Cornwall in focus

  • Share
  • Share on Facebook
  • Share on Twitter
  • Email a friend

    Please enter your own name and your friend's email address below and we will email them a link to this page.


    Cancel


    This email address will only be used this once to send your friend a link to this page. No record will be kept, and the email address will not be shared with any third party.
  • Print this page

Glasgow Caradon Mine Mine, Cornwall

Principal ores: COPPER

Caradon: grid reference SX282703


Notable minerals: Chalcopyrite & Cuprite.

The convoluted name of the mine came from the fact that the Secretary was Mr. David Dunlop of Glasgow and also the success of nearby South Caradon Mine. Every new venture in the area ensured that from the mid nineteenth century, they all had the word 'Caradon' in their titles, in an effort to raise that little extra from potential investors. The mine worked three main lodes: North Lode worked from Dunlop's Shaft, Harvey's lode worked from Elliott's Shaft and Caunter Lode.

Glasgow Caradon Consols produced 37,500 tons of 7% copper ore between 1864 and 1884.


Joseph Yelloly Watson wrote about Tokenbury mine in his book of 1843 entitled 'A Compendium of British Mining' that it was '... in Linkinhorne, nearly adjoins South Caradon, to the south, and has lately been set to work, the cost to the proprietors, 128 in number, has been £2,560. The run of the lodes is from South Caradon, east to Tokenbury; in some parts of the mine the granite is overlaid by killas. The adit levels were commenced in killas, and are now in granite ; more than a mile of backs of lodes, have been laid open, and a little copper discovered near the surface'.

Some years later, Thomas Spargo, the mining historian, wrote in his book 'The mines of Cornwall and Devon: Statistics and Observations'in 1865, that Glasgow Caradon '... (late Tokenbury), in St. Ive, Cornwall, in 30,000 shares. Secretary, Mr. David Dunlop, Glasgow. Manager, Captain William Taylor, at the mine. Landowner, John Elliott, Esq., banker, Liskeard. Dues, 1-15th. Depth of adit, 5 fathoms; depth below, 75 fathoms. Rocks, granite, clay-slate, and elvan. 64 men, 9 females, and 3 boys employed. Pumping-engine, 40- inch. Winding and crushing-engine, 24-inch.
Mineral sold in 1864: 702 tons of copper ore sold for £2,652 0s 0d.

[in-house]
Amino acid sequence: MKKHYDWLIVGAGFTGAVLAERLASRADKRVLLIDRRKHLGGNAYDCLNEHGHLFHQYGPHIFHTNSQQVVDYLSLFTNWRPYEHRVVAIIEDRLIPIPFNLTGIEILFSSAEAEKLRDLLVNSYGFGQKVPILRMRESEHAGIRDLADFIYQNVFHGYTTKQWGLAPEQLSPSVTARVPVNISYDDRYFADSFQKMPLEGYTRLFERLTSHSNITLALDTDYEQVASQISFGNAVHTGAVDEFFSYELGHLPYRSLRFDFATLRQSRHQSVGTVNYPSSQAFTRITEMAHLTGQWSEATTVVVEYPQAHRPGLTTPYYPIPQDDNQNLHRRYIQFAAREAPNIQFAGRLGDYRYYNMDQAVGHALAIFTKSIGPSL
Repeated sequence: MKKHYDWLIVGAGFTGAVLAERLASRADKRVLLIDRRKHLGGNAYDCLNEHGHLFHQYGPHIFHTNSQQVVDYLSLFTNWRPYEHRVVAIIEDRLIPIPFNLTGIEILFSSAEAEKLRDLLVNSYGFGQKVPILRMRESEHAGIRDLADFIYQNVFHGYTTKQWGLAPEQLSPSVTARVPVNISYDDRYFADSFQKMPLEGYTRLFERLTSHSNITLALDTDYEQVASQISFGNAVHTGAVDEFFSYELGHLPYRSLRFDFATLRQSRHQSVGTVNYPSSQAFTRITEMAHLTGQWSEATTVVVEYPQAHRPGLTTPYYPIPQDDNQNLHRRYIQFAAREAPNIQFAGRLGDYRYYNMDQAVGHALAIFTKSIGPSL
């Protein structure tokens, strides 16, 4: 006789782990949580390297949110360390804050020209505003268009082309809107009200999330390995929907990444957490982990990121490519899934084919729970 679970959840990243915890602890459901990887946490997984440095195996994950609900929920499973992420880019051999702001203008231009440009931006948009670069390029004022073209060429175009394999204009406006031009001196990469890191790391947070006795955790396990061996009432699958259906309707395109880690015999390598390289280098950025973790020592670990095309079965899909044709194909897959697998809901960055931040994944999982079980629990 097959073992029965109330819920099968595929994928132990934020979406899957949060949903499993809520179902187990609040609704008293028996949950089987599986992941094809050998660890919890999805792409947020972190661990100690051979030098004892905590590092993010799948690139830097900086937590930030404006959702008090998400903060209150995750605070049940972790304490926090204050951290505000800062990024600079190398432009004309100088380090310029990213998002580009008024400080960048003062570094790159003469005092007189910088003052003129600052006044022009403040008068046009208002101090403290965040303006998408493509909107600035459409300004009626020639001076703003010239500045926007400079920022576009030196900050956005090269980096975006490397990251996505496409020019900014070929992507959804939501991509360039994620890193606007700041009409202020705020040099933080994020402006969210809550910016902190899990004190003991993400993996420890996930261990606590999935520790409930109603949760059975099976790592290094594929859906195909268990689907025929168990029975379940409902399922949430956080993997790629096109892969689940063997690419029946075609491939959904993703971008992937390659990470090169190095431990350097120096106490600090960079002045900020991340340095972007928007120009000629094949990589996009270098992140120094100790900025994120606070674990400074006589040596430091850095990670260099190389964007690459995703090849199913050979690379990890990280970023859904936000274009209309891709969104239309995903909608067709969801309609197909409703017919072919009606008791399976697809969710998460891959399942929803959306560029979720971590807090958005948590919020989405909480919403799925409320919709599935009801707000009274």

The works commenced about 4 years ago in the western part of the sett, to which their present operations are confined. Although, up to the present time, they have sustained a small loss, the prospects are highly encouraging for the future'
.


There is a wealth of information on the mines and miners of Cornwall available. Why not explore Cornwall's industrial heritage through the Bookstore?

Other nearby mines and their main ores

East Caradon (approx. 0.3 km; COPPER)

West Caradon (approx. 1.4 km; COPPER)

Gonamena (approx. 1.4 km; COPPER)

South Caradon (approx. 1.5 km; COPPER)

West Rosedown (approx. 1.6 km; COPPER)

Marke Valley Mine (approx. 1.6 km; COPPER & TIN)

Wheal Jenkin (approx. 1.6 km; TIN & COPPER)

South Wheal Phoenix (approx. 2.1 km; COPPER)

Caradon Consols (approx. 2.2 km; COPPER)

Phoenix United (approx. 2.5 km; COPPER & TIN)

 

Great Flat Lode

Great Flat Lode

Explore the rich mining history of the Great Flat Lode near Camborne-Redruth

Walking Cornwall

Walking Cornwall

Walk the Coast of Cornwall in easy bite-sized chunks

Mining Database

Mining database

Dig a little deeper into Cornwall's mining history

Outdoor Gear

Outdoor Gear

Outdoor Gear - Stay warm and dry with the latest outdoor gear

Maps

Maps

Be safe and prepared with the latest maps from the Ordnance Survey

Information

Contact

Newsletter

About us

Privacy policy

Cookies

Advertise

Promote events

Advertising options

 

Follow us

Facebook

Twitter

YouTube

 

Related sites

Devon in Focus

Somerset in Focus

Dorset in Focus

A SouthWest in Focus brand
© Shimbo 2000 - 2017

© http://www.cornwallinfocus.co.uk 2000 - 2017